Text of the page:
5. Do not talk when the teacher is speaking. You might think you are being quiet, but if you’re talking, you’re likely not as quiet as you think you are. If you have a question for the teacher, wait for the right moment, and raise your hand. Make sure it is a question that you cannot figure out on your own.

6. Do not correct other students. That is the teacher’s responsibility.

7. Do not correct the teacher. If the teacher has made a mistake (which is bound to happen) and it is causing confusion in the class, it is fine to politely ask for clarification. If you have a difference of opinion or philosophical perspective, it is best to save it for after class. Give the teacher the courtesy of judging for themselves whether it is something that should be shared with everyone else.

8. Take correction well. If a teacher corrects you, congratulations! That means they are invested in your development. Perfection is a myth, so don’t let your ego get in the way of your progress. If you hear a correction being given to another student, pay attention! There is a good chance it applies to you as well!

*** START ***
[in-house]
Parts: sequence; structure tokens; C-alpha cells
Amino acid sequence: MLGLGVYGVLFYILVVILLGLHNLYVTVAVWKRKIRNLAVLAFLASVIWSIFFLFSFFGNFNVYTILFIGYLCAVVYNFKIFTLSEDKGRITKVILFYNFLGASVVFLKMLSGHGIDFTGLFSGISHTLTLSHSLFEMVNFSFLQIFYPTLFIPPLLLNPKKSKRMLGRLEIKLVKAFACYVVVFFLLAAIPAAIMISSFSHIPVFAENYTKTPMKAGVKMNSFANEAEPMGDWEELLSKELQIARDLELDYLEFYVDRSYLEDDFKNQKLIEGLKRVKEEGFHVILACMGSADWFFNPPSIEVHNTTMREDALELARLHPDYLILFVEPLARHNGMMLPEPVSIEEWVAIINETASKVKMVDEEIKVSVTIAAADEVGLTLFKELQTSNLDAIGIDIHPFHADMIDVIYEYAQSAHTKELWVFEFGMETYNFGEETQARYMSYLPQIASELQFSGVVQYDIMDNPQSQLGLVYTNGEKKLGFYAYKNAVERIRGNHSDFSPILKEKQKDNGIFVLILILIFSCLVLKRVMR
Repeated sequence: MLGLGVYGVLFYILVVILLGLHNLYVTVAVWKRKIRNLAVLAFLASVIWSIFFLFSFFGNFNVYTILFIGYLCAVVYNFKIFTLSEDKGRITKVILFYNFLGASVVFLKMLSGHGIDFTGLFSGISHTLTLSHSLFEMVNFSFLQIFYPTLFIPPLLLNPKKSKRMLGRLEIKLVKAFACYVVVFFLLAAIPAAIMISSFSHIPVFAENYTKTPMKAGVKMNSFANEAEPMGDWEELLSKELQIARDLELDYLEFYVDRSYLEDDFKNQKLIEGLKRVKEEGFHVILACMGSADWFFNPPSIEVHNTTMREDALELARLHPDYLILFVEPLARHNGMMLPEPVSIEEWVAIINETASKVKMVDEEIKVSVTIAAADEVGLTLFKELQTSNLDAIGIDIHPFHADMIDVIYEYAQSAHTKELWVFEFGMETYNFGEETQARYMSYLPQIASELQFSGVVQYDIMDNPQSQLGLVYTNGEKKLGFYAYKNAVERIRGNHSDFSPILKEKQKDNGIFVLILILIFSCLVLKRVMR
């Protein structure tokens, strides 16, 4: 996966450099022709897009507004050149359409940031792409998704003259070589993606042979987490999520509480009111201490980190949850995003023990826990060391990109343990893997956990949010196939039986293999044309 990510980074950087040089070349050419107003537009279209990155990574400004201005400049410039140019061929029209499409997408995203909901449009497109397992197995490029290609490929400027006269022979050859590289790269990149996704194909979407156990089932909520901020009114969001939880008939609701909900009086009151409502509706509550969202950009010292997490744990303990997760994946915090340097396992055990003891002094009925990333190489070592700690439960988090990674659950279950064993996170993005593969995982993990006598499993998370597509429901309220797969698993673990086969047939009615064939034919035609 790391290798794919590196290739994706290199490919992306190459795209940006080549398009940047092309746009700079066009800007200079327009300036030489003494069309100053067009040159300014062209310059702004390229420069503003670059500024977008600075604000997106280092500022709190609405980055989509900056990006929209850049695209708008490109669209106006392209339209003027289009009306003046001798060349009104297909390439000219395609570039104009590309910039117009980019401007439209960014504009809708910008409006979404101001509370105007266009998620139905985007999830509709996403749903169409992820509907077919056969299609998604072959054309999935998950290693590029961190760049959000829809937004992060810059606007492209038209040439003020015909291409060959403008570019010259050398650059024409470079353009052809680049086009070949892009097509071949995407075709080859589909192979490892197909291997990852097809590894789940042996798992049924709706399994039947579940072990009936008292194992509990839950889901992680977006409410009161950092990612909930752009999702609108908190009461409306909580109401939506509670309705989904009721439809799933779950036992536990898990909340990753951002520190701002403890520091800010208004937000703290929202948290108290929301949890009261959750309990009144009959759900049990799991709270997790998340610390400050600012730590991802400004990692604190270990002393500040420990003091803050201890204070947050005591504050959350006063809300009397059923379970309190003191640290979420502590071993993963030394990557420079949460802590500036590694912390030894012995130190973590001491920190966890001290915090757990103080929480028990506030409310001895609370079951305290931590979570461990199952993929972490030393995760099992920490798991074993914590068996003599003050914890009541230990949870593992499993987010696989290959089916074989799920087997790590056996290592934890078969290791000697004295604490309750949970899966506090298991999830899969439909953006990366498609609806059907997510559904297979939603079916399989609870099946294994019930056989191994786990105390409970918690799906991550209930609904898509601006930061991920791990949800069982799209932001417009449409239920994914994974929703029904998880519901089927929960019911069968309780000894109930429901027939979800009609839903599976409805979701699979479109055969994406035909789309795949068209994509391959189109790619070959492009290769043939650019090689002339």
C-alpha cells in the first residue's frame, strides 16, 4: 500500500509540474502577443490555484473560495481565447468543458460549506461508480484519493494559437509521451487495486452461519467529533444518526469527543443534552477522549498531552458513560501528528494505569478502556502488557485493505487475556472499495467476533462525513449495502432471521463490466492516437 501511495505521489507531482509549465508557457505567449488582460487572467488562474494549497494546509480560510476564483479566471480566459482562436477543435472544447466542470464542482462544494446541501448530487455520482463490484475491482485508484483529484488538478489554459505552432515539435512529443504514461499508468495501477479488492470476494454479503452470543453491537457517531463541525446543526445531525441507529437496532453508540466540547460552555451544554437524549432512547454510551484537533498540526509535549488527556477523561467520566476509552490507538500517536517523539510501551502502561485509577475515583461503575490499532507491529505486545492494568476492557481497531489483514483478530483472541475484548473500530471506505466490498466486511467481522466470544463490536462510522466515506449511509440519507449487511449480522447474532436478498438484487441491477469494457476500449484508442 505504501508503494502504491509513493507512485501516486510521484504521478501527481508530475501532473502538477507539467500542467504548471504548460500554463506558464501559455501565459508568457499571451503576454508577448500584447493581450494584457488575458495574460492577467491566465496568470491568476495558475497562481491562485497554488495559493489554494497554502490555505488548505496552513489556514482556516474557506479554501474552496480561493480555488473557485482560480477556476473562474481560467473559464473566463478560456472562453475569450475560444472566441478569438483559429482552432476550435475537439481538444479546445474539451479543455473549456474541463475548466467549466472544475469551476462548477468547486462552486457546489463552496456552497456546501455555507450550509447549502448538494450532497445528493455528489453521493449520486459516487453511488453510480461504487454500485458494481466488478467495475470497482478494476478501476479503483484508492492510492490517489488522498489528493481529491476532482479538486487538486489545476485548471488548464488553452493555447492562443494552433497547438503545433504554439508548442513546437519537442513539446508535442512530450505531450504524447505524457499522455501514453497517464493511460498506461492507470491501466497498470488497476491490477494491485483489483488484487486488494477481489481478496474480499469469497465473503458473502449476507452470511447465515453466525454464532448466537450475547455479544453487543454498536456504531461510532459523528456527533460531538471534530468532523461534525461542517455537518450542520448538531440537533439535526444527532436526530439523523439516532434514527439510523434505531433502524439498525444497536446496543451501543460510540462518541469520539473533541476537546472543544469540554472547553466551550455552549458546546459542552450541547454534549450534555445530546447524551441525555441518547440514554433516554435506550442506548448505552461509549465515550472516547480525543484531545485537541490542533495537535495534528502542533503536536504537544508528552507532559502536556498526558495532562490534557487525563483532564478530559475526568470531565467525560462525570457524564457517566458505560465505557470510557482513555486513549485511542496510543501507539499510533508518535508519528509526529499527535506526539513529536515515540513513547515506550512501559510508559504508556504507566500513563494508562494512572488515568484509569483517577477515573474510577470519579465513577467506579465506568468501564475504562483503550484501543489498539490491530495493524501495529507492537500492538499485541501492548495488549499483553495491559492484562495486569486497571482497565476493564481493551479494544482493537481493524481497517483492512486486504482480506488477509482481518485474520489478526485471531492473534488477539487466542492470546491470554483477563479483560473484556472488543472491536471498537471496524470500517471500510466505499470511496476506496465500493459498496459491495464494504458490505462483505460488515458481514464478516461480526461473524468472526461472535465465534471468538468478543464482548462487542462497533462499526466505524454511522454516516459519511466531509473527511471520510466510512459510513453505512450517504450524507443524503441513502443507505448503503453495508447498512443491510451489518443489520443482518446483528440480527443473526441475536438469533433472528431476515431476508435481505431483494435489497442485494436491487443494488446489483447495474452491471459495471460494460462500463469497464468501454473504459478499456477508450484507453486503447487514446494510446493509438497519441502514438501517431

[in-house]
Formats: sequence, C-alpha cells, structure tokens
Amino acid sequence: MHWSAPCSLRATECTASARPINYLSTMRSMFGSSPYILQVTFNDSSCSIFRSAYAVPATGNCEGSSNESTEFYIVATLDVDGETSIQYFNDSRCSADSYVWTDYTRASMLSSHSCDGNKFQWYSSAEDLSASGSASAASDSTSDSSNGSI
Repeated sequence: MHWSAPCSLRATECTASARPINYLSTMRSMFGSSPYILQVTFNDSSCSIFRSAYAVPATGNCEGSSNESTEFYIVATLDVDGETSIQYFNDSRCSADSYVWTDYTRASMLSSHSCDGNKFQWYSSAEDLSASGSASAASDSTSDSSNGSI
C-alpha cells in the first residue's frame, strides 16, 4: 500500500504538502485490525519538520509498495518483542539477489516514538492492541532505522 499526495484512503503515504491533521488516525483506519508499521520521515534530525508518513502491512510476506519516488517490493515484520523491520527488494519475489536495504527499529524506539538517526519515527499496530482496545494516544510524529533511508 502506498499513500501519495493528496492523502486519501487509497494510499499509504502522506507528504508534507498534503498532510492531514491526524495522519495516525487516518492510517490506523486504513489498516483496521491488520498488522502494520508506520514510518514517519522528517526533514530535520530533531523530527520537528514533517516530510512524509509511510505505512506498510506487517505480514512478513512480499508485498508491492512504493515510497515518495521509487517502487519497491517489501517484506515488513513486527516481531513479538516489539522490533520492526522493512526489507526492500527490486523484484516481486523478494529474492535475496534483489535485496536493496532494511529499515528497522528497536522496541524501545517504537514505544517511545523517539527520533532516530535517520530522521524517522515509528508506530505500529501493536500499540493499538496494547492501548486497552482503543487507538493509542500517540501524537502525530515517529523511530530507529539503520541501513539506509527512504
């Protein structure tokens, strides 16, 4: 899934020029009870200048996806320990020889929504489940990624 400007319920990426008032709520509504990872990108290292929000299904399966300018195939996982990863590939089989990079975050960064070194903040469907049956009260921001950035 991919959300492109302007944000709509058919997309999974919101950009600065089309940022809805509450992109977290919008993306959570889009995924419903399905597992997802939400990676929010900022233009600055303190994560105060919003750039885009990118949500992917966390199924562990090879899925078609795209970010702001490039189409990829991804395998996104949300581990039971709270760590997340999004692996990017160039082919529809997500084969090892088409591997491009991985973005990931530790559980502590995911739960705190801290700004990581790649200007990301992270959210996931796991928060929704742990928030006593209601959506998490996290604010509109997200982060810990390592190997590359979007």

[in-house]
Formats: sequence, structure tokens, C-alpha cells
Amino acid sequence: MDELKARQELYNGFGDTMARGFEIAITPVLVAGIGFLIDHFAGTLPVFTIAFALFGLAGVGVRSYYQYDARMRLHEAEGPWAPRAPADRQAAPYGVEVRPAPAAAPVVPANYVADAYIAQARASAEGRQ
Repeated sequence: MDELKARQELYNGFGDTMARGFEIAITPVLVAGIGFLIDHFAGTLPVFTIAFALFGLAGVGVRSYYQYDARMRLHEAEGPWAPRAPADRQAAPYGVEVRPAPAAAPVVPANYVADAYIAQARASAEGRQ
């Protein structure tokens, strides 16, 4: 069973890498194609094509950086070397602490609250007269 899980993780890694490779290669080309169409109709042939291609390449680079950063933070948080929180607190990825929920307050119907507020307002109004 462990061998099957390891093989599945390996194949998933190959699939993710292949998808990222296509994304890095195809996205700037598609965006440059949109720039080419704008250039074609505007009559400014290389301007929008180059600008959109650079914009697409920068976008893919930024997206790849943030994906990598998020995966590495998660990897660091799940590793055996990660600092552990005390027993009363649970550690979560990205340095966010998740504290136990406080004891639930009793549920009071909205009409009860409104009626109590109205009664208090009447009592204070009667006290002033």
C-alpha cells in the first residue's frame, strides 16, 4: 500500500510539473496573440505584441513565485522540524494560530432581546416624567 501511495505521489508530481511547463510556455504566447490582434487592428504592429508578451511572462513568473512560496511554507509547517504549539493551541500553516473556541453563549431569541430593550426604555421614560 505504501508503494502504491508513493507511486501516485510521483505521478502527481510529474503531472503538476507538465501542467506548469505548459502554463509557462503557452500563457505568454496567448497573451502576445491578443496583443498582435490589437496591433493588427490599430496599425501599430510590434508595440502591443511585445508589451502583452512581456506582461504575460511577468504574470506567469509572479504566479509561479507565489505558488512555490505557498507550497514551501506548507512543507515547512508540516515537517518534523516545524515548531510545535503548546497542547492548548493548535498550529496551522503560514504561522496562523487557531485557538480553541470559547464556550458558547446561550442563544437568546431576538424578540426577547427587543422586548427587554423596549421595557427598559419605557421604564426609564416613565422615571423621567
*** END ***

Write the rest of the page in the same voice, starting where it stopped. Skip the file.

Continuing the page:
9. Practice. You go to dance class to learn, but you’ll make your progress when you practice outside of class. Make sure to do all homework, and work on any combinations/choreography, so that upon returning to class, you can spend the majority of your time learning new material instead of spending that time on review.

10. Wear appropriate attire and mind your hygiene. Proper attire will vary from class to class, but as a general rule, you are training, not performing. Wear something you can get sweaty in and move comfortably in. Keep your jewelry to a minimum; it can be noisy and catch on clothing. Please wear deodorant to class. And many people are sensitive to scents, so please avoid perfume.